The white-produced videos' negative depictions of white people as preppy and nerdy are forms of mimicry representative of Rosa Linda Fregoso's "humor as subversive de-construction" ethic, through which the white characters use their own stereotyped conceptions of gangsta culture to confront social dynamics that favor blacks by denigrating whites. In these films, white people use rap, a black art form developed to express the oppressive experience of racism and classism, to challenge what they perceive as degradation by this same black community.

The white characters embody a sort of subverted inferiority complex; they feel insecurely unhip(hop) and self-consciously white. Yankovic opines of his protagonist's black neighbors, "They see me roll on my Segway / I know in my heart they think I'm white and nerdy."   Though Yankovic's protagonist professes a wistful desire to "roll with the gangstas," his basic message, as well as that of "Tea Partay," ultimately promotes his socially dominant position as a white person. The "Tea Partay" characters unapologetically rap that "haters love to clown our Ivy League educations / but they're just jealous 'cause our families run the nation." In both films, the characters overcome the "haters" by promoting their own mastery of their own chosen arts: for Yankovic, computer skills and science fiction; for the "Tea Partay" characters, wealthy WASP culture and its political, culinary, and athletic trappings.
Such parodic racial relativity, coupled with the "Tea Partay" characters' overt whiteness - that is to say, the actors clearly are not of Asian, African, or Hispanic origin -, extends white dominance into spheres of black expression and power, thus further subjugating nonwhites. The fact that Yankovic's character may not invade this sphere speaks to the oppressive, fear-governed social dynamic that dictates that nonwhite "ethnic groups are not only the object of prejudice, they are also the object of envy...The dominant white middle-class groups...find in the ethnic and racial groups which are the object of their social repression and status contempt at one and the same time the image of some older collective ghetto or ethnic neighborhood solidarity."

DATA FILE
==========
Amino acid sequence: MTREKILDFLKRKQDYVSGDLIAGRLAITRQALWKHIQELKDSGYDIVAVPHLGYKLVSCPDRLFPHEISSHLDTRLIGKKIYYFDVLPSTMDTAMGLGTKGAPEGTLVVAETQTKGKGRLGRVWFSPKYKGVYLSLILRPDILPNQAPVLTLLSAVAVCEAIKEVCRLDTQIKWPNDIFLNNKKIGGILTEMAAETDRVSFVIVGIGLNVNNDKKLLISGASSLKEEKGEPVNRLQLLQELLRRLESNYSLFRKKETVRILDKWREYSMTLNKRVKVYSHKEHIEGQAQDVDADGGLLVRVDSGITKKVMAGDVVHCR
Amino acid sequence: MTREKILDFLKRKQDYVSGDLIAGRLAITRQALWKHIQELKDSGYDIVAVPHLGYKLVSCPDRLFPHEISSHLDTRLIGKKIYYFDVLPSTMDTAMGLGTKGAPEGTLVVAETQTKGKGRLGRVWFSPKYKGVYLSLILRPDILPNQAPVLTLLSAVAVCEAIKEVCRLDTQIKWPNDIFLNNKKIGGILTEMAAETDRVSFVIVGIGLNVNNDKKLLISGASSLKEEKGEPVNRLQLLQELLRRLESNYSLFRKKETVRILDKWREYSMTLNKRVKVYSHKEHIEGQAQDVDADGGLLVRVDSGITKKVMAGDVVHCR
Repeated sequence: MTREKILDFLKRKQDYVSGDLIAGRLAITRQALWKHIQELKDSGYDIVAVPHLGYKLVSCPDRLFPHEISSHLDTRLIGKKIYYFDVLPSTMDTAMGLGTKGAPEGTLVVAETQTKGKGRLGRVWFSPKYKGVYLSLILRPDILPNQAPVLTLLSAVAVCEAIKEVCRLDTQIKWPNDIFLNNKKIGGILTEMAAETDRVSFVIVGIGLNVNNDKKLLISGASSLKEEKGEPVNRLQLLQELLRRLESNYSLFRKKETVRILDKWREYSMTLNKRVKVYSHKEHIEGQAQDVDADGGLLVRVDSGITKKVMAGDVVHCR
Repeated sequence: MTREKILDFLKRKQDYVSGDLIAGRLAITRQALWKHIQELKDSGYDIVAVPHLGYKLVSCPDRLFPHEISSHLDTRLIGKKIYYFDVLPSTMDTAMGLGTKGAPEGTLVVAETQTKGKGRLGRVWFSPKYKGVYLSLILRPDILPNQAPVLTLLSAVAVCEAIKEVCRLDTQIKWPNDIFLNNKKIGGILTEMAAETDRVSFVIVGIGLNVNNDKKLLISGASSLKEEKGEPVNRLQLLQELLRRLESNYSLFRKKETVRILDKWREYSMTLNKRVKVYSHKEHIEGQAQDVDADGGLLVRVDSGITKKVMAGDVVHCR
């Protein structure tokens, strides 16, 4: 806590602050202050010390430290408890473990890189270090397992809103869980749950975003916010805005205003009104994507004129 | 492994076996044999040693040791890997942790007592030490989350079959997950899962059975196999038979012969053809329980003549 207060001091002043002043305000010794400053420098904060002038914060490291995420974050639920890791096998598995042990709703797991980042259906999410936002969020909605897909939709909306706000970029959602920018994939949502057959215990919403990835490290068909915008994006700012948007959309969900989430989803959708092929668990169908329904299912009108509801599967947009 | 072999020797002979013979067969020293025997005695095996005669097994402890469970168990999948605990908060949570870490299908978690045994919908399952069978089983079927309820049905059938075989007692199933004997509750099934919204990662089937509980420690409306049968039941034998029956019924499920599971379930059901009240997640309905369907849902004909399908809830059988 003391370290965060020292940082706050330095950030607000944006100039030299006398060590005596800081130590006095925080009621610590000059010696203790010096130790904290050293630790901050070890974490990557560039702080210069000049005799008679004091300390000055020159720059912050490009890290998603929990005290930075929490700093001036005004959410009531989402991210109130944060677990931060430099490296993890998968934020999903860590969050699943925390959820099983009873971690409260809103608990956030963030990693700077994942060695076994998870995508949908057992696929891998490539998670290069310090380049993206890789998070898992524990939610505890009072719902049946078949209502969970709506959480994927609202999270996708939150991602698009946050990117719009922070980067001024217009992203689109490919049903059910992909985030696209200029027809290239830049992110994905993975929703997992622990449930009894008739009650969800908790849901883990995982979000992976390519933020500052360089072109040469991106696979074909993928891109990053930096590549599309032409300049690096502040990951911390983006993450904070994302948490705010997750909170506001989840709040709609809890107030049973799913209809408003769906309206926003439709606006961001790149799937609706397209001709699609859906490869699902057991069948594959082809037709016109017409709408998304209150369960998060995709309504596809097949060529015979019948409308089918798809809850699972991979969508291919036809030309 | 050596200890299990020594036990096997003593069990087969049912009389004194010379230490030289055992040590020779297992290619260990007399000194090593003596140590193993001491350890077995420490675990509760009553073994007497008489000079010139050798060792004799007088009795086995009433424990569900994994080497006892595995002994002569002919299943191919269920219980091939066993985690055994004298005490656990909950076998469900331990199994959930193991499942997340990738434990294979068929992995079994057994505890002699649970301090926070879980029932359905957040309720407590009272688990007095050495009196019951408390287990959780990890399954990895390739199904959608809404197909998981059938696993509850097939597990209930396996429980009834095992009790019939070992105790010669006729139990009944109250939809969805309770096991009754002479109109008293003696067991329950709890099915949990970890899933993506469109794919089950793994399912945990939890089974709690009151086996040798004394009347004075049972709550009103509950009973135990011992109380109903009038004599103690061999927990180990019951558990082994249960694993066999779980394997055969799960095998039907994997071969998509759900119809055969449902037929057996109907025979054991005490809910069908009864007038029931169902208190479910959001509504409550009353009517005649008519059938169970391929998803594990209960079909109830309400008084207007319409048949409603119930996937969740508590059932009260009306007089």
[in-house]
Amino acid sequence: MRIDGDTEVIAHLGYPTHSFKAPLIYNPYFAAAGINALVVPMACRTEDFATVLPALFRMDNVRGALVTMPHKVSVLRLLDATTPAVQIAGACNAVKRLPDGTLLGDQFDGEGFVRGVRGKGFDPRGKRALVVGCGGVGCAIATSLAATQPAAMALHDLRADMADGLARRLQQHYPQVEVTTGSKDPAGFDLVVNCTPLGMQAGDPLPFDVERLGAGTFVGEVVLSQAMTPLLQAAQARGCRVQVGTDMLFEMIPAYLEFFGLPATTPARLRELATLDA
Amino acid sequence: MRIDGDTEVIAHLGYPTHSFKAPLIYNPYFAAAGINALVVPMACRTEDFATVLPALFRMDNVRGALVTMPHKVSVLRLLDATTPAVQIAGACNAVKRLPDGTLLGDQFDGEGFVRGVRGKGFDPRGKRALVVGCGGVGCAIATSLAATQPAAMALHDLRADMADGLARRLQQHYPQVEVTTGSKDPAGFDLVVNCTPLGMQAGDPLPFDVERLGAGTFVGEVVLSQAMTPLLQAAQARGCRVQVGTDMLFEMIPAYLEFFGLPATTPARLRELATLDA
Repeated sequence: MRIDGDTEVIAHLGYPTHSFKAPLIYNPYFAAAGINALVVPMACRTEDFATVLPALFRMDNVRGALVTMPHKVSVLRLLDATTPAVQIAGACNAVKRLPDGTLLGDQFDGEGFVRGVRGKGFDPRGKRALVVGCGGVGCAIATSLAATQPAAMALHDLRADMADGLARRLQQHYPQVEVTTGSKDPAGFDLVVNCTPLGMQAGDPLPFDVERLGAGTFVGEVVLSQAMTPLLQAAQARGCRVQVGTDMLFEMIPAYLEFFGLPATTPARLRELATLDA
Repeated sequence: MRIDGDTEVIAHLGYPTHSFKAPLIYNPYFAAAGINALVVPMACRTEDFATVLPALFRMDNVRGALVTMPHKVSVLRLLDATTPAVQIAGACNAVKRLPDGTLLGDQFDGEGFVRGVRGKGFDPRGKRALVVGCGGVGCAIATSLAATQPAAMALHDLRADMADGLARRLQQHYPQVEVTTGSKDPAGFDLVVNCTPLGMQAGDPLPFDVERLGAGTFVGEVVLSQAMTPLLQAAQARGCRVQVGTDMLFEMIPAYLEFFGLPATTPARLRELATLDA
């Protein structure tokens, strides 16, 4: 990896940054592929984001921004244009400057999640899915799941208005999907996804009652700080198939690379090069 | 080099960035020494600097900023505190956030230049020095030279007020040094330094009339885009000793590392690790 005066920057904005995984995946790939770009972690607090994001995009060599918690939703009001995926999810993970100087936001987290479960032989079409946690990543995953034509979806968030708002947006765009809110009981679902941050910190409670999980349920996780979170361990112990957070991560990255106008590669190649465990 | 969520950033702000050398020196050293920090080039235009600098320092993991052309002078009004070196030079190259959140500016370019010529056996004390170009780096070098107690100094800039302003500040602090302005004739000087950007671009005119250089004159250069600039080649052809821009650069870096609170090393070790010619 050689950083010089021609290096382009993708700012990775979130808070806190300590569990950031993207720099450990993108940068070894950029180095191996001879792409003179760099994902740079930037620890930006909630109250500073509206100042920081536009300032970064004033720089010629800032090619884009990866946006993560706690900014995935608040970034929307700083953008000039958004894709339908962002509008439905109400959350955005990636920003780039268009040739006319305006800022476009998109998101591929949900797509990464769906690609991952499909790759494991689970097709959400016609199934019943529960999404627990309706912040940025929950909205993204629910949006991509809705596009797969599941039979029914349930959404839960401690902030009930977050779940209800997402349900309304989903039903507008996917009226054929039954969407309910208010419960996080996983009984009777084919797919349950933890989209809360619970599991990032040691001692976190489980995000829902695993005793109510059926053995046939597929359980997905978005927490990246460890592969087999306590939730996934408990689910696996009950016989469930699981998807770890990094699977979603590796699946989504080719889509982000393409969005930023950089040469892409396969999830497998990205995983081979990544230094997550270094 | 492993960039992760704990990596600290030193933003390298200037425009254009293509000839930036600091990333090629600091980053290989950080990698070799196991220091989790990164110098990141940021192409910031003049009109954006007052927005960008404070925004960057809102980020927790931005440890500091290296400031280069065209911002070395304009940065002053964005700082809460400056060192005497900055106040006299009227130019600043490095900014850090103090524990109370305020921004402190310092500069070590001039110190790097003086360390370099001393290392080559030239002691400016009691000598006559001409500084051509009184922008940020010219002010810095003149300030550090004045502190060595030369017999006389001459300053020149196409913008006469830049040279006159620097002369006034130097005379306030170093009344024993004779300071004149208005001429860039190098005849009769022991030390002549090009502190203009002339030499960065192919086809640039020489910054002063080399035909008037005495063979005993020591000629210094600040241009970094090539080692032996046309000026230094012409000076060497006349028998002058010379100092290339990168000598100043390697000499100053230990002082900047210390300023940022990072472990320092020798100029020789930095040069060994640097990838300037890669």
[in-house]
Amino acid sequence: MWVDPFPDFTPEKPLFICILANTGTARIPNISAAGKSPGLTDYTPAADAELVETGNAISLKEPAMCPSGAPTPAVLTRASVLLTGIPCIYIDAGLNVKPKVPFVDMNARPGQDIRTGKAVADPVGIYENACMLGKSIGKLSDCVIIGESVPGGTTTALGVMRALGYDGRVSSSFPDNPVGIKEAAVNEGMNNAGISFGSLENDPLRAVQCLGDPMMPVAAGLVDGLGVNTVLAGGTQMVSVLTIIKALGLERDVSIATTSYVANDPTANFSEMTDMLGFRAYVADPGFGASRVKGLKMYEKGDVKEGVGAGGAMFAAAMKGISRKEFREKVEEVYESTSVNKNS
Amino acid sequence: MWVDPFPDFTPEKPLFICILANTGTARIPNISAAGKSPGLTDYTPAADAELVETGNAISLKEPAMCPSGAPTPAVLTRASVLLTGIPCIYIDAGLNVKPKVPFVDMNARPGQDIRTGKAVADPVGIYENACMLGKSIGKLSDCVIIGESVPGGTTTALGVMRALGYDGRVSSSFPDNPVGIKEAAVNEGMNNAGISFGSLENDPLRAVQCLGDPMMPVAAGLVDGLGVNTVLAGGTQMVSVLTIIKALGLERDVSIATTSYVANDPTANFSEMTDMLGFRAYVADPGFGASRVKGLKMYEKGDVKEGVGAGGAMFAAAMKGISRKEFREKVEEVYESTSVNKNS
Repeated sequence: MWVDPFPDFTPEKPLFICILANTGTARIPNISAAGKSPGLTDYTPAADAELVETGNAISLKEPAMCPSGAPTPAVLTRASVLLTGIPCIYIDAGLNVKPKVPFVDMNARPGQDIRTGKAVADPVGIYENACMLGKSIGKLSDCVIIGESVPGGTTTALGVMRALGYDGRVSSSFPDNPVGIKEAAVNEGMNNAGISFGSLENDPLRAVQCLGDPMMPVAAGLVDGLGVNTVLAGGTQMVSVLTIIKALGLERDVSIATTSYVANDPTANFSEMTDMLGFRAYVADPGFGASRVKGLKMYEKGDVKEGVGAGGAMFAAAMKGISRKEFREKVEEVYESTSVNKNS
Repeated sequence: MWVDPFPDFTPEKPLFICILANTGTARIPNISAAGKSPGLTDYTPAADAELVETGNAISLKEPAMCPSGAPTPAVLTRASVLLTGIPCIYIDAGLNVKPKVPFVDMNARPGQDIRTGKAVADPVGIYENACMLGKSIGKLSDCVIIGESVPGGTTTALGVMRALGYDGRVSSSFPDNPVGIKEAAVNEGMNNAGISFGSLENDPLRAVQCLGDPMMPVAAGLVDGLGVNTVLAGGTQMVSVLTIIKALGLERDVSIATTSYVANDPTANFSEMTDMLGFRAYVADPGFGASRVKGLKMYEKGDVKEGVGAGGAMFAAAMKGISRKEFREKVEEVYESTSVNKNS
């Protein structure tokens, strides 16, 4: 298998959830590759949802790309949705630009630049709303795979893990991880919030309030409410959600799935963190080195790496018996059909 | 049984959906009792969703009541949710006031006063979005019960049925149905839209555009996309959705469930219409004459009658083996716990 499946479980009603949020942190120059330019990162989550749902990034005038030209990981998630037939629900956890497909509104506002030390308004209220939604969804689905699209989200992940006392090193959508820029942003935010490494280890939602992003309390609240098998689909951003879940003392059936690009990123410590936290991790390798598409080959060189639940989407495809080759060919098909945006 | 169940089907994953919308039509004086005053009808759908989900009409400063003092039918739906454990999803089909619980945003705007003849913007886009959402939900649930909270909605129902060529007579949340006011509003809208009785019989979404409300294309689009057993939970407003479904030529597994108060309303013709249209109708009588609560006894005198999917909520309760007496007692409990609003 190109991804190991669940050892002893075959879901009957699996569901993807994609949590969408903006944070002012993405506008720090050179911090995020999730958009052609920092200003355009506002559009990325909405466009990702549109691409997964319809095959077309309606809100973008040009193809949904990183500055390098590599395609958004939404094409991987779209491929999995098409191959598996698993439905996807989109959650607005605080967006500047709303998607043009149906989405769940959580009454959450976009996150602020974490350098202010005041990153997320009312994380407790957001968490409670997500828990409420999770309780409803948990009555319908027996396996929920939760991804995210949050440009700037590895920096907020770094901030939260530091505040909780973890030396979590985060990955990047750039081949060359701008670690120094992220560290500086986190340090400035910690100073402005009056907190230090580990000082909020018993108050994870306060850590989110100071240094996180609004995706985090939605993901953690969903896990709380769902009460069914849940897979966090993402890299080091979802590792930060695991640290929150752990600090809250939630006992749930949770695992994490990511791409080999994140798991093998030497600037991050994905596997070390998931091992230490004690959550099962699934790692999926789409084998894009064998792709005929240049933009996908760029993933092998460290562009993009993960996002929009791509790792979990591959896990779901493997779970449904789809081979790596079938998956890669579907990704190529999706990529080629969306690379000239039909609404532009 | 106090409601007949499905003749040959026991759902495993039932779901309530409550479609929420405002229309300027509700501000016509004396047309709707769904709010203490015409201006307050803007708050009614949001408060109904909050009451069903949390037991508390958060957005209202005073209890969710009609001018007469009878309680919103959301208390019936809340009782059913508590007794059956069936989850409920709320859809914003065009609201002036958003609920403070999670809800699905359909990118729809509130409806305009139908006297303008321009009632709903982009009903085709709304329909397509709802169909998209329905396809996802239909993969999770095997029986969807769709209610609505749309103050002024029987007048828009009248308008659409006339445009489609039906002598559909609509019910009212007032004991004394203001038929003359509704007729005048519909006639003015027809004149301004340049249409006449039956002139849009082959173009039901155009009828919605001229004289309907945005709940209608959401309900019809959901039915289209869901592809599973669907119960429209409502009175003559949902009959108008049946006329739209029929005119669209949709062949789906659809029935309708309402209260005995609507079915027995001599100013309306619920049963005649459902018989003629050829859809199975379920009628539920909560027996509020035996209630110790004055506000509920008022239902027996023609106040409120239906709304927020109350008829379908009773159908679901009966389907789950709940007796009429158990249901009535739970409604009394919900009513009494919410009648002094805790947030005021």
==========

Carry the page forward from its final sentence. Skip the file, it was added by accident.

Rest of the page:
The "Tea Partay" characters create their own version of this "solidarity" to confront the truth that they also have no valid place inside black gangsta culture. However, the "Tea Partay" characters  manage to circumvent the hopelessness that the Yankovic character expresses upon finding himself on the wrong side of an exclusive social grouping; they create the "New England gangsta" personality by first appropriating the term "gangsta."
Unlike Yankovic's protagonist, the "Tea Partay" characters do not seem to need black people for self-validation. They too use black gangsta culture as a social referent to govern acceptable behaviors (colloquial mannerisms, for one), but only to the extent that they may transmute the gangsta esthetic to fit their own preppy style; "Tea Partay" and "White and Nerdy" in this way use gangsta culture as an artistic model....

1 comment:

  1. I found this video to be a form of Blackface--making fun of the white whole foods subculture through a Blackface rap medium. But part of the alleged "comedy" was at the expense of Black culture--as I think you are suggesting in your blog.